Switzerland has been singled out for criticism because of its role - until recently - as a major hub for diamond trading.

Until 2001, uncut diamonds could be stored at Geneva and Zurich airports without a specific declaration.

The lack of monitoring helped underline Switzerland's status as the third-largest centre for diamond trading in Western Europe, responsible for total imports in 2000 worth SFr2 billion.

However, the Swiss diamond trade collapsed dramatically after the De Beers diamond company shifted its Lucerne-based operations to London late last year.

In the first seven months of this year, the value of diamonds traded in Switzerland slumped to just SFr7 million.

Certificates

The new agreement involves the introduction of a new certification system - using so-called "Kimberley certificates".

The certificates - which must be attached to all imported uncut diamonds - will state that "all due care has been taken to ensure the consignment does not contain any blood diamonds".

They must also include the origin, weight and value in dollars of the gems, as well as the identities of the importer and the exporter, the date the diamonds were shipped and carry an official stamp.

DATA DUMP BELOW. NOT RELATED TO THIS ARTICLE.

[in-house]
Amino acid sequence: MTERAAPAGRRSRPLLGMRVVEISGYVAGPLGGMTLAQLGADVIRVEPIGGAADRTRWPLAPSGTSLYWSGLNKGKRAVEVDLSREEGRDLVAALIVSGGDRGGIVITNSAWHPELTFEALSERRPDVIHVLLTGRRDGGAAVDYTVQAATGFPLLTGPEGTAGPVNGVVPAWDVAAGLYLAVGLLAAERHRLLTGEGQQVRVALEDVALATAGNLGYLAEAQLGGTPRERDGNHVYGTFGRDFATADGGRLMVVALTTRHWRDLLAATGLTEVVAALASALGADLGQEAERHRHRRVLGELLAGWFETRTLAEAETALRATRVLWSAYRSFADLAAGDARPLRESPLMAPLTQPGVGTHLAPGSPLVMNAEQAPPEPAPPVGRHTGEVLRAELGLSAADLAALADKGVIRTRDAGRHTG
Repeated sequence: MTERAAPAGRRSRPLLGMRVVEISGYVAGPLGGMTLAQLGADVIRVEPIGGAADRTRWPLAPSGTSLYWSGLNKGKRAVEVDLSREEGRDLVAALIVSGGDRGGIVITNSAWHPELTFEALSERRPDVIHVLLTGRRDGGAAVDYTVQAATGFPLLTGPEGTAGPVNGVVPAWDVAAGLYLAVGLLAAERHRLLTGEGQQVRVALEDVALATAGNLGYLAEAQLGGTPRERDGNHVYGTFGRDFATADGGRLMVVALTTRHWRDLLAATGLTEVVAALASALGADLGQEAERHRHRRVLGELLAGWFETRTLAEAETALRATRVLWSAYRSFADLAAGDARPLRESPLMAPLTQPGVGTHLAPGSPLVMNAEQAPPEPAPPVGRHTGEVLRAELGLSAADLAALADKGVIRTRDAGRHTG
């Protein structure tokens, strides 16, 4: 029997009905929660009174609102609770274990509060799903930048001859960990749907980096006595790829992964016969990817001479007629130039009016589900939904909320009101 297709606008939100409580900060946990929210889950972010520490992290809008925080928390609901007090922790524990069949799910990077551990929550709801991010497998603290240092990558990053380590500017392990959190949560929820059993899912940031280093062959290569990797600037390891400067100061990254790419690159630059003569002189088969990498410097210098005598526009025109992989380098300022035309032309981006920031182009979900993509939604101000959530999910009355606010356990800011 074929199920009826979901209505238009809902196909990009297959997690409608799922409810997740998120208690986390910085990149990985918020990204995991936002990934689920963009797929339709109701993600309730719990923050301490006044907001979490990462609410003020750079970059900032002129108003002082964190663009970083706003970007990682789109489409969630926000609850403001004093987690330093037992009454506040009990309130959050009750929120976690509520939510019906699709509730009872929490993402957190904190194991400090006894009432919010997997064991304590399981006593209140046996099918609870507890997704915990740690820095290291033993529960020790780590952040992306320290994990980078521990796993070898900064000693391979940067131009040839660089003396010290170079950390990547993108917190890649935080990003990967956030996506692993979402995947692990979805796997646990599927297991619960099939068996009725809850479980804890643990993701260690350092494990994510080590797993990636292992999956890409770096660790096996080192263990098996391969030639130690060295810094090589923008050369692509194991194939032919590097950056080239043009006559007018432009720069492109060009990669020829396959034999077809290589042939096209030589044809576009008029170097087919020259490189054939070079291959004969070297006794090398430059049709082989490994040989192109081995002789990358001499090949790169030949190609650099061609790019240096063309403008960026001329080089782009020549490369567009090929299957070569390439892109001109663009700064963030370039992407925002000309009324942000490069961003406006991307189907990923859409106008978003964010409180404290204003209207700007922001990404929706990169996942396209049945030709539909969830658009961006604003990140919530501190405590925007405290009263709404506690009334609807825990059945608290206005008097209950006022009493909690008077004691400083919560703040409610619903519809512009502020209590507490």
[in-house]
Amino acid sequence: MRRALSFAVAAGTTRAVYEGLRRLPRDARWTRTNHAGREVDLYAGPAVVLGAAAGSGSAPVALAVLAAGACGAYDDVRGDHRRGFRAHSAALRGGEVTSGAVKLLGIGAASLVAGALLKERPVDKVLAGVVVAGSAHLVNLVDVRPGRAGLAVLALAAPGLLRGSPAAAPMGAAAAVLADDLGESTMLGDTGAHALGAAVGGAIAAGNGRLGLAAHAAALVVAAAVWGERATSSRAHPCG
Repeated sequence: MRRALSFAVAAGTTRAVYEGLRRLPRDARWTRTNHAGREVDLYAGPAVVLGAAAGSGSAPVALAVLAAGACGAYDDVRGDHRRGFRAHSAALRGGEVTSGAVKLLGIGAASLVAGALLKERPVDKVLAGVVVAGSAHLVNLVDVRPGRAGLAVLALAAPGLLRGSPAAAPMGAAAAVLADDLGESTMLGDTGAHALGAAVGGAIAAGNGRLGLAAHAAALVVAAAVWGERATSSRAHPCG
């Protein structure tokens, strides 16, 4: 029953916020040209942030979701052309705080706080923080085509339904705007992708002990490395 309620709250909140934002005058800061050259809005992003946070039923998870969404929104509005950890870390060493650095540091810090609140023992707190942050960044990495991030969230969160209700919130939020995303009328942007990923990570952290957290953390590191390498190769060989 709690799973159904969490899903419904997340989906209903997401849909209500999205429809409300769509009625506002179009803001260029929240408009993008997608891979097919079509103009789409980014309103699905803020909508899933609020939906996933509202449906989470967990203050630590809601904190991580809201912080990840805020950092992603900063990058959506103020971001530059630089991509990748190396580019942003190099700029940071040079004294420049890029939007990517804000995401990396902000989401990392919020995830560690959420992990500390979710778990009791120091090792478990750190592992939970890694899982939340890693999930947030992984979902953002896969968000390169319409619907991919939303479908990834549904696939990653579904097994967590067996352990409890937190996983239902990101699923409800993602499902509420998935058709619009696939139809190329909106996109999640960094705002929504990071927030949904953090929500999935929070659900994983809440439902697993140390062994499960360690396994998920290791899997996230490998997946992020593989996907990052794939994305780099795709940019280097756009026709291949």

While the certificates are issued by national governments, they must comply with minimum international standards.

Several countries will not be in a position to issue the new certificates until after January 1. This is because of the time - roughly eight weeks - it takes to print certificates which cannot be forged.

Keeping records

NGOs hope the Kimberley Agreement will help expose obvious loopholes in the global diamond trade.

They also hope signatory countries will soon build a database of export and import data from diamond producers - something that was not finalised at the Interlaken meeting.

Ian Smillie, from the NGO Partnership Africa Canada, said it was vital that Kimberley Group countries begin sharing data on diamond trades.

"We'd start to see a lot of these anomalies if we had a statistical system," Smillie said.

"That's when you'd find out, for instance, that [the Belgian diamond centre] of Antwerp is importing twice what Guinea is exporting," Smillie said.

"Or that Liberia - between 1994 and 1998 - exported $2 billion worth of diamonds from a country that can't mine more than a million's worth."

NGO's are also pushing to establish a pilot-monitoring scheme, which would audit national certification systems.

"Quite a few countries are prepared to have inspections," Smillie said.

swissinfo, Jacob Greber

Key facts

All uncut diamonds will now have to carry detailed records of provenance.
The new rules come into force on January 1 2003.
Worldwide production of uncut diamonds was worth SFr11.4 billion in 2001.
Conflict diamonds are believed to make up between two and four per cent of the annual global diamond trade.
Major producers of conflict diamonds are Angola, Sierra Leone, the Democratic Republic of Congo and Liberia.